It was only upon exchange of witness statements which included a witness statement from the West Kent Area Public Right of Way’s Manager (who had been spoken to prior to the commencement of proceedings) that the true history of the footpath was revealed. The old DR15 was stopped up by Ministerial Order and the Order was advertised in the London Gazette.

The new DR15 had to be created because the old DR15 was in the way of development of the now extensive Bluewater Shopping Centre. It was confirmed that the DR15 was diverted as a result of a Stopping up Order made by the Secretary of State in 1993 under the Town and Country Planning Act 1980 and was certified as having been properly constructed by an officer of Dartford Borough Council. He specifically confirmed that this would normally mean the new footpath would have become a highway maintainable at public expense.

The County Council’s Definition Team then made a Definitive Map Modification Order (DMMO) but made a mistake; the route that was actually constructed and certified was not the route that was created by the 1993 Stopping up Order.  The actual route constructed was constructed in the wrong place!  As a result, Mrs Canagasingham had her accident on the route that exists on the ground, but not the route shown on the Stopping up Order. The reason for this was that during construction works the ground was found to be unstable and following a discussion with the developers, the route was built in a different place. It was decided by KCC Legal Department that a formal variation to the 1993 Stopping up Order was not required as the new footpath was constructed just a few metres away and broadly followed the same route.

Their view was that as long as the re-sited footpath was adopted as a public highway and used by the public, there would be no need for any further legal formalities as public use would establish it as a public footpath. A further meeting in 1997 led to the decision that the route satisfied the spirit and intention of the Stopping up Order and accordingly no formal Variation Order was required to reflect the slightly diverted route.

KCC subsequently realised that legal decision was wrong and a formal variation of the Stopping up Order ought to have been carried out. Whilst the intention had been to create a highway, the necessary administrative steps were not taken and therefore the route was not formally adopted as a highway.

The full set of circumstances only became available to Mrs Canagasingham upon exchange of witness statements just 3 months before trial!

We felt that despite the fact that this case was extremely difficult, we would proceed to trial and fight to secure personal injury compensation for Mrs Canagasingham.

At trial the KCC Manager of Public Rights of Way was still unable to say who had maintained/repaired the path on two occasions since the date of Mrs Canagasingham’s accident and up to trial, and confirmed there was no documentation he could find concerning the construction of the footpath.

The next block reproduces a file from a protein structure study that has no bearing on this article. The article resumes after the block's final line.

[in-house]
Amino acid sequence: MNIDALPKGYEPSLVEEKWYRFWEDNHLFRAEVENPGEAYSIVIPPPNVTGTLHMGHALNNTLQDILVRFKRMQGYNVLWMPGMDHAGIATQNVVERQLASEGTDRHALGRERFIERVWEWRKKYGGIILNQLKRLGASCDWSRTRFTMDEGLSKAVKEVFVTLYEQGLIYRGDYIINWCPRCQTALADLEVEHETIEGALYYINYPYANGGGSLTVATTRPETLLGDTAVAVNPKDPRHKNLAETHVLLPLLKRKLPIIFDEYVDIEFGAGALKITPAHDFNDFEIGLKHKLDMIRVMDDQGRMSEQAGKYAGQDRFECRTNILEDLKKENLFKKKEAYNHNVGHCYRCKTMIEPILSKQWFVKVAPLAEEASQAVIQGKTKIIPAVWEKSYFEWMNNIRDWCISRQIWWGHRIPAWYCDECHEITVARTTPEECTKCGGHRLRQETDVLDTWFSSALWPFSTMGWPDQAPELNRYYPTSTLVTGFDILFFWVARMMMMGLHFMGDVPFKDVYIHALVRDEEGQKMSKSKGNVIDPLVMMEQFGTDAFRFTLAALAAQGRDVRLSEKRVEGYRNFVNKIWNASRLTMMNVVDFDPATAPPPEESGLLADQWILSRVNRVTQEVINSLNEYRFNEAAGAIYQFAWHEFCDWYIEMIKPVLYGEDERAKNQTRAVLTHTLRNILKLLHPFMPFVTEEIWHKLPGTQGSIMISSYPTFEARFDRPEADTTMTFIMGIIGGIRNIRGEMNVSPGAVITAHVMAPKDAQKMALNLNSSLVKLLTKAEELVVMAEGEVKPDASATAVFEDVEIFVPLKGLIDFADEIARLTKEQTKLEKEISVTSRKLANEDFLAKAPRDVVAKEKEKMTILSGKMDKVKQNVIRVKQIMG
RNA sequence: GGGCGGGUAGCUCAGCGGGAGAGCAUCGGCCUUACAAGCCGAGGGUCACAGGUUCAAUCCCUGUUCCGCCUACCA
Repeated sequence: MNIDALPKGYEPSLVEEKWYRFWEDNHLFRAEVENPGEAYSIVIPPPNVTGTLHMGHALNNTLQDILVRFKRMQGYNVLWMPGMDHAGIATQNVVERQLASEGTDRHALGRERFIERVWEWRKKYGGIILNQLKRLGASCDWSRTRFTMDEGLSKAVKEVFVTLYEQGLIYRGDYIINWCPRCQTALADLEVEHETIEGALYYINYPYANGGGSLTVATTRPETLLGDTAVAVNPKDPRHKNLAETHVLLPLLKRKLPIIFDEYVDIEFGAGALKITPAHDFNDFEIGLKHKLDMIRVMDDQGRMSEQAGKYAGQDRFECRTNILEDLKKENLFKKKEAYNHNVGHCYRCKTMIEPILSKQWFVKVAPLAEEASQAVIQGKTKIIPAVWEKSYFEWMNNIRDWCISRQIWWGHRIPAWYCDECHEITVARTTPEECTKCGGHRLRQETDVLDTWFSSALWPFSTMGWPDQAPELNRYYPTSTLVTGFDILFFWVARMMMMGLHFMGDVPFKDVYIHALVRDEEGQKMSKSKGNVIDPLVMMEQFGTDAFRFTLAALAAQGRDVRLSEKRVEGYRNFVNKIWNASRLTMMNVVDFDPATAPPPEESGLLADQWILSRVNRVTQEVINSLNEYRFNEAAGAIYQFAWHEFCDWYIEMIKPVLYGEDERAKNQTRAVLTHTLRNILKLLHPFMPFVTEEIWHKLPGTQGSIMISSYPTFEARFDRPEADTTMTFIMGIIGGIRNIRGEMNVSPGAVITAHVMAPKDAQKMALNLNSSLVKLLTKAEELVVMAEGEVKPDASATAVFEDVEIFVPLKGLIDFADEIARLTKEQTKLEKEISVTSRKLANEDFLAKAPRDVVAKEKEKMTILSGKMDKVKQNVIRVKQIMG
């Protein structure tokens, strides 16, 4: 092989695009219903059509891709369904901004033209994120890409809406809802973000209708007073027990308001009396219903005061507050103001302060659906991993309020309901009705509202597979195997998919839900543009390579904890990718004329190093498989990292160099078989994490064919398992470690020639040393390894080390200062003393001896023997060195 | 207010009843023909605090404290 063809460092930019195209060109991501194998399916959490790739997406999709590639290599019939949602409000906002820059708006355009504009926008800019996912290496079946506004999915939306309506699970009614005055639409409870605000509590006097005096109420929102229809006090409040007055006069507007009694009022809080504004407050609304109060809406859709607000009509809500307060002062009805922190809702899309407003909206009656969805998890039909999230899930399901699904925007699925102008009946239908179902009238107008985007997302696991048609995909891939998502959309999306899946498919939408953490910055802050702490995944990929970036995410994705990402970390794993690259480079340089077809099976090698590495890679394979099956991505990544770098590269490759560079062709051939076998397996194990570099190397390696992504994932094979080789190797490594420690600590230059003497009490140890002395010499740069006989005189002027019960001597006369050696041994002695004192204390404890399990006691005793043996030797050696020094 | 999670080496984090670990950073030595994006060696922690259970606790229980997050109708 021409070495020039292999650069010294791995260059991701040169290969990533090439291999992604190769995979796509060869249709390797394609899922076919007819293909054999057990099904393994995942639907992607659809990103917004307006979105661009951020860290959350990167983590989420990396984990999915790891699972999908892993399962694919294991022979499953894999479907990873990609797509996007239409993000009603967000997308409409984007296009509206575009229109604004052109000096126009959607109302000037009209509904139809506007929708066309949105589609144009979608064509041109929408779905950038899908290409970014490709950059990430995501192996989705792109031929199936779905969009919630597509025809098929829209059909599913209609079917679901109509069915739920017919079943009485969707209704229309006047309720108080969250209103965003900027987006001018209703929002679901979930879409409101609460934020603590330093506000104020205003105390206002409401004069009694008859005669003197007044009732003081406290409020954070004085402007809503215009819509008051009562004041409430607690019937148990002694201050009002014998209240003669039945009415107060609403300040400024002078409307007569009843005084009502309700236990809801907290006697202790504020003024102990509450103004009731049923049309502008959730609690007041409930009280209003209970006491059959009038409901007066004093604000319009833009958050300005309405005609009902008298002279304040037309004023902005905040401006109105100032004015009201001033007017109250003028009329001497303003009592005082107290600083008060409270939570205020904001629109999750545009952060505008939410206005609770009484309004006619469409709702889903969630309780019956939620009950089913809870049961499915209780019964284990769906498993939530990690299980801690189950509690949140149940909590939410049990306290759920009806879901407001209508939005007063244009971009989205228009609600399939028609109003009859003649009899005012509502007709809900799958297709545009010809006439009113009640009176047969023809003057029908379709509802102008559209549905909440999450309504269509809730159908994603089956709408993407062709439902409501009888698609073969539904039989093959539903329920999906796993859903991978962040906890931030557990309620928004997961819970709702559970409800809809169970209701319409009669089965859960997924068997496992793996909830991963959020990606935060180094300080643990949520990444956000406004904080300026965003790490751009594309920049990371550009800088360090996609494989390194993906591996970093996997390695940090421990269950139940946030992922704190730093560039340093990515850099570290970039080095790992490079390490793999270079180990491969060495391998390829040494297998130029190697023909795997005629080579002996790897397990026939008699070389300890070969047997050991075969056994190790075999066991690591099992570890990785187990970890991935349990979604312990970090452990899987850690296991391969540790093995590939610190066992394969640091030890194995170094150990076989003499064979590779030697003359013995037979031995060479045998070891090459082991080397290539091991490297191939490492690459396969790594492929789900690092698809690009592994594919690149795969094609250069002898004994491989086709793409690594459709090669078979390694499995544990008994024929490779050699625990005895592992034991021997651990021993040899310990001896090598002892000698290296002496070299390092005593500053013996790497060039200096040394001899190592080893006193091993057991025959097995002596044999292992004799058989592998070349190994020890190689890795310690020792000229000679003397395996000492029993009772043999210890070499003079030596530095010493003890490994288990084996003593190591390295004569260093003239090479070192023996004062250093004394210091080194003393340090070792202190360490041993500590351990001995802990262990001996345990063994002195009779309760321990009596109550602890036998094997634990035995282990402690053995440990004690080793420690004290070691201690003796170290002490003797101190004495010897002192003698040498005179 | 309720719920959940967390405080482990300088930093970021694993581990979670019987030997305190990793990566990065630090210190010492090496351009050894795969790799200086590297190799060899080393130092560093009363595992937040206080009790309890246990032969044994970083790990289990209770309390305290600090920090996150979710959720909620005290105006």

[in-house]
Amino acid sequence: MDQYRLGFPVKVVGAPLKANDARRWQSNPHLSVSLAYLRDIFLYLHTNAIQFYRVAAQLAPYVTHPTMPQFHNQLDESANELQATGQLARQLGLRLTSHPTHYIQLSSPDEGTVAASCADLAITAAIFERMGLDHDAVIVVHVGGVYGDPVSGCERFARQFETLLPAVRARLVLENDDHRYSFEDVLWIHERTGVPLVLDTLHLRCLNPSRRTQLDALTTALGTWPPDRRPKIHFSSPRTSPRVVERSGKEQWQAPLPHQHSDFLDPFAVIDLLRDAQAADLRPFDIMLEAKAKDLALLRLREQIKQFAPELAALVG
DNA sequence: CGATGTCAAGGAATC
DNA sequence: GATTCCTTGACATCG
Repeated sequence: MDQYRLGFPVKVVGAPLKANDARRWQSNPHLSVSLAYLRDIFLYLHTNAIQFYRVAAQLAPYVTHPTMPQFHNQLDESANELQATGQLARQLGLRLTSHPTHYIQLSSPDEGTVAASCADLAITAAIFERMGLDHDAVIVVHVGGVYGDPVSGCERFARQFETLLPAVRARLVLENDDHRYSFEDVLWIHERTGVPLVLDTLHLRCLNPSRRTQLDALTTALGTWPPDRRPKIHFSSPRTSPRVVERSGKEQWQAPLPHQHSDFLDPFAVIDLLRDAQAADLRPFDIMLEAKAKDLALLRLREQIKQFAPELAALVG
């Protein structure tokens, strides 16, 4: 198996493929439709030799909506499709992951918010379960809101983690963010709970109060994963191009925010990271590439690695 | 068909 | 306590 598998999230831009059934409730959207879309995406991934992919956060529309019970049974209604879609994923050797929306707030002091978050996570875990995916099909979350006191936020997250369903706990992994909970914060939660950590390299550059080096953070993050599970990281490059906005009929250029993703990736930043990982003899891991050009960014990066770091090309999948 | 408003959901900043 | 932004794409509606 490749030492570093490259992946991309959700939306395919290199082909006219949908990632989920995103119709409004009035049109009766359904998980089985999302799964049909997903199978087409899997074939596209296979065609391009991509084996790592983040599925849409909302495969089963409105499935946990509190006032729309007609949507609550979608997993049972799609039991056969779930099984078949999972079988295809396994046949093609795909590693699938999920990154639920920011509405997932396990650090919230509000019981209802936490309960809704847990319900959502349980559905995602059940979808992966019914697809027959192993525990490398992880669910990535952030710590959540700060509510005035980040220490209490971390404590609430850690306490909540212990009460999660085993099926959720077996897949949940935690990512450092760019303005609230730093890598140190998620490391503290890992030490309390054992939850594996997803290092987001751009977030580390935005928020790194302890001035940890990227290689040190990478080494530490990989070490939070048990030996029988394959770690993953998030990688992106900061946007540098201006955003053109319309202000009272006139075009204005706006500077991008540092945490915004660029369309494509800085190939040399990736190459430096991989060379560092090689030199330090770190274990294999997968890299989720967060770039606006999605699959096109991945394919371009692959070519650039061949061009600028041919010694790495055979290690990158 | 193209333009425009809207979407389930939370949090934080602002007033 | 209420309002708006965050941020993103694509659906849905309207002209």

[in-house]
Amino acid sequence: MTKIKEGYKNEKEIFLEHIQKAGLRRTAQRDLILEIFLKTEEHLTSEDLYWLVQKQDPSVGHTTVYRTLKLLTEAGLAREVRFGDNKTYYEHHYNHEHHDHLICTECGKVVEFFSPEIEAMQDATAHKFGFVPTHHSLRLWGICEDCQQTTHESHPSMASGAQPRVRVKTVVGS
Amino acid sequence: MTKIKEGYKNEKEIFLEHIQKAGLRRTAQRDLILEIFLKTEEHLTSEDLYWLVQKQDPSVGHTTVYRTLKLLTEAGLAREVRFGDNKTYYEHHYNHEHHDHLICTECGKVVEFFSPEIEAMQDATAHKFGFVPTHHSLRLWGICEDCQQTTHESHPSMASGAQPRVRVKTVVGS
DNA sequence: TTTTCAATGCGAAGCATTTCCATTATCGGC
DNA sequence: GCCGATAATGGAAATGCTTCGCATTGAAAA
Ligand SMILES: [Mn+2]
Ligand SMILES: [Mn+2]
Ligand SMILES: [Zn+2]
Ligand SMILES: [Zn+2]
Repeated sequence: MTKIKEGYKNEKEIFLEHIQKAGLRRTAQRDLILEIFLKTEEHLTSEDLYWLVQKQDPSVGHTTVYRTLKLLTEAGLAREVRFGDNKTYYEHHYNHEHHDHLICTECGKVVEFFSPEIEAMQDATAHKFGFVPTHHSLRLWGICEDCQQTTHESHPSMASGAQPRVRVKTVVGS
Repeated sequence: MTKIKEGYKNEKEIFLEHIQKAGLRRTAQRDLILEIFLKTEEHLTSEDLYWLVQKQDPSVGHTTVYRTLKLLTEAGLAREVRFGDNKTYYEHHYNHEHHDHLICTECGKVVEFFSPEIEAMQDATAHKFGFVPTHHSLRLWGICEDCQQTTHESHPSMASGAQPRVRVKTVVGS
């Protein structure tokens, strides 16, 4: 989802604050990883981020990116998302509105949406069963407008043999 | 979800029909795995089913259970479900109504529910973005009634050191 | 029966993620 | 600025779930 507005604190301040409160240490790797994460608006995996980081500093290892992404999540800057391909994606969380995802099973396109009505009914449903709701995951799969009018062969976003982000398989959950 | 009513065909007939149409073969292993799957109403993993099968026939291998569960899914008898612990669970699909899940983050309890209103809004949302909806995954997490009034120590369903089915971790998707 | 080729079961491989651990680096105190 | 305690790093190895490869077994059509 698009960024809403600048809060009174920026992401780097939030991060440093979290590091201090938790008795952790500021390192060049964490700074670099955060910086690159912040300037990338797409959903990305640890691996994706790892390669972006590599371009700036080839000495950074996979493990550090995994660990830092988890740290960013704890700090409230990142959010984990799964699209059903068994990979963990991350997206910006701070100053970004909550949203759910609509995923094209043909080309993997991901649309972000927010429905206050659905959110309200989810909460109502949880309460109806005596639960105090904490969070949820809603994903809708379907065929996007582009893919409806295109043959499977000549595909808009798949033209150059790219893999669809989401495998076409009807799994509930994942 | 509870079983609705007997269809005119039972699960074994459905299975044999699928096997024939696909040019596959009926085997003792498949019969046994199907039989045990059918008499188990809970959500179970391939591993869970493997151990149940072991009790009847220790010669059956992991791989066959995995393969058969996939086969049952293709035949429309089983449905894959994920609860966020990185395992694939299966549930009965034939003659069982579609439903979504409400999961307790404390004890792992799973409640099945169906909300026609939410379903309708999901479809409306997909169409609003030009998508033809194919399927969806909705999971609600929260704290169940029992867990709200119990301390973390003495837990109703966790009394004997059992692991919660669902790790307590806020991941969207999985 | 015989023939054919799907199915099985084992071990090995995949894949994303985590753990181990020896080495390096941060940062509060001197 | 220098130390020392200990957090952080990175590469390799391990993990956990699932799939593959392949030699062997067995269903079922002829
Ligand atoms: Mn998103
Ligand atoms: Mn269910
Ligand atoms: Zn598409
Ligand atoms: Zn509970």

At trial the KCC Manager of Public Rights of Way was still unable to say who had maintained/repaired the path on two occasions since the date of Mrs Canagasingham’s accident and up to trial, and confirmed there was no documentation he could find concerning the construction of the footpath.

Judge Andrew Wallis provided a detailed draft judgment just 2 working days after the trial and agreed with our Barrister, Robert McAllister’s submissions describing the defendant’s stance as unattractively opportunistic. He agreed that “in consequence of” has a wider ambit than “pursuant to” and was of the view that it was clear the path only came into existence as a result of the Bluewater development which meant that the highway was maintainable at the public expense. He was also very unimpressed that despite the reams of documentation that must have been created, the County Council did not know who the path was built by and were unable to produce any disclosure.

Judge Wallis went on to consider whether the council had maintained the path as required by Section 41 and found in the claimant’s favour that they had not. Contributory negligence was not pursued by the defendants and therefore judgment was given in the agreed sum of £10,000 personal injury compensation.

A few days later the defendants made an application for permission to appeal. Submissions were made regarding the permission to appeal and the subject of costs. The Judge agreed that in the interests of clarity and certainty for a public authority regarding the status of a new footpath, there were compelling reasons why an appeal should be heard.

The case of the mystery footpath remains unsolved…

Tracey Benson is an Associate Personal Injury Solicitor at Slater and Gordon Lawyers in London.

Slater and Gordon Lawyers offer a free consultation for people injured in accidents through no fault of their own. Call freephone 0800 916 9046 or contact us online and we will call you.

Slater and Gordon have 1,450 staff and offices in London, Manchester, Liverpool, Birmingham, Derby, Sheffield, Edinburgh, Cardiff, Milton Keynes, Bristol, Merseyside, Newcastle, Halifax, Wakefield, Cambridge & meeting rooms in Bramhall, Cheshire & in Hull, Yorkshire.